On 3 March 2011, just five days after the referral of the situation, the Prosecutor opened an investigation. On 16 May 2011, the Prosecutor requested a Pre-Trial Chamber of the Court to issue warrants of arrest against Muammar Gaddafi, his son Saif al-Islam, and the head of Libya's intelligence, Abdullah Senussi, for allegedly committed crimes against humanity. This request was granted on 27 June 2011, resulting in the second ICC warrant of arrest against an incumbent head of state, the other being Sudan's Omar al-Bashir.[92]

Côte d'Ivoire[edit]

On 19 May 2011, the Prosecutor informed the Presidency of the Court of his intention to request the authorization to open a formal investigation into the situation in Côte d'Ivoire since 28 November 2010.[93] A day later, the Presidency issued an order assigning the situation to Pre-Trial Chamber II[94] which was on 22 June 2011 modified by establishing a Pre-Trial Chamber III and assigning the situation in Côte d'Ivoire to it.[95] On 23 June 2011, the Prosecutor formally requested the authorization from a Pre-Trial Chamber to begin an investigation into crimes allegedly committed in Côte d'Ivoire.[96]

While Côte d'Ivoire is not a state party to the Rome Statute, it has repeatedly and by different administrations accepted the ICC's jurisdiction.[97][98]

On 3 October 2011, Pre-Trial Chamber III authorized the investigation to be conducted by the Prosecutor.[99]

Mali[edit]

On 18 July 2012, the government of Mali had referred the situation there to the Prosecutor of the International Criminal Court. On 16 January 2013, the Prosecutor determined that there is a reasonable basis to believe that war crimes have been committed in the conflict. Thus, the Prosecutor opened an investigation.[100]

Preliminary examinations[edit]

In addition to the seven situations where the Prosecutor has opened formal investigations, several other situations are under "preliminary examination", they are: Afghanistan,[101] Colombia, Guinea, Georgia, Honduras, Korea, Nigeria, Palestine and Ukraine.[102]

Earlier preliminary examinations regarding Iraq and Venezuela were closed on 9 February 2006. The Prosecutor concluded that no investigation would be initiated because the necessary requirements had not been met.[103][104]

With regard to the 2003 invasion of Iraq, the Prosecutor published a letter responding to complaints he had received. He noted that "the International Criminal Court has a mandate to examine the conduct during the conflict, but not whether the decision to engage in armed conflict was legal", and that the court's jurisdiction is limited to the actions of nationals of states parties. He concluded that there was a reasonable basis to believe that a limited number of war crimes had been committed in Iraq, but that the crimes allegedly committed by nationals of states parties did not appear to meet the required gravity threshold for an ICC investigation.[105]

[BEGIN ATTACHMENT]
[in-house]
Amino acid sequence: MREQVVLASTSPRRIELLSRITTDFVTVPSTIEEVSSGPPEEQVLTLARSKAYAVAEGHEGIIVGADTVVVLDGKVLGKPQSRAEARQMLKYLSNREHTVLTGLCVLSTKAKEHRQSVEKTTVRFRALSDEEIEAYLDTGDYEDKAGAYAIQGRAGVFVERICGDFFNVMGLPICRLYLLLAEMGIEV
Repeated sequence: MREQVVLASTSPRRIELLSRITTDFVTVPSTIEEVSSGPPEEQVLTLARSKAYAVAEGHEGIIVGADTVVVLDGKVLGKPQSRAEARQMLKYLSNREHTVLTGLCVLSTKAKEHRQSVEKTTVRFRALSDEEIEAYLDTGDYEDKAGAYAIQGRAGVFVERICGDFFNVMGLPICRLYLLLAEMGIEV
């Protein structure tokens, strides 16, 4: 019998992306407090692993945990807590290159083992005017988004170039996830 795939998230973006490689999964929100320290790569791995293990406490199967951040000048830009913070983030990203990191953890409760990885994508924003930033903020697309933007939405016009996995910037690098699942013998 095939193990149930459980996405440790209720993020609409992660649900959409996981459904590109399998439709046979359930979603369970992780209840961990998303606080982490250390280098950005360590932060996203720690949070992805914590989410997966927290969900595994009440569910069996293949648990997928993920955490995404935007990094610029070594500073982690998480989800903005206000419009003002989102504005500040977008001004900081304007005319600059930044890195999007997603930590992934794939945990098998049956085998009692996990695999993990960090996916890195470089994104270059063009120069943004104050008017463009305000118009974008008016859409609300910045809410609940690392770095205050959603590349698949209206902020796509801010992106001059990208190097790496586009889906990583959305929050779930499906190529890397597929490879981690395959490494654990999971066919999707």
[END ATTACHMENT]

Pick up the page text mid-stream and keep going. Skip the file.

On 13 May 2014, the Prosecutor announced that preliminary examinations regarding the situation in Iraq are re-opened, due to communication received by the European Center for Constitutional and Human Rights regarding alleged war crimes by United Kingdom officials between 2003 and 2008.[106]

Other complaints received[edit]

As of end September 2010, the Office of the Prosecutor had received 8,874 communications about alleged crimes. After initial review, 4,002 of these communications were dismissed as “manifestly outside the jurisdiction of the Court”.[3]

National proceedings under complementarity[edit]

The Court is designed to complement existing national judicial systems: it can only exercise its jurisdiction when national courts are unwilling or unable to investigate or prosecute.[107] States Parties are expected to implement national legislation to provide for the investigation and prosecution of crimes that fall under the jurisdiction of the Court.

Democratic Republic of the Congo[edit]

In February 2008, a Military Tribunal in Mbandaka sentenced Botuli Itofo, a policeman, to twenty years imprisonment after his conviction under ICC implementing legislation for the crime against humanity of mass rape and other "serious human rights violations". Over fifty women and girls had expressed that they had been raped as a part of a "punitive operation" by police sent to the area to restore order in March 2006.[108][109]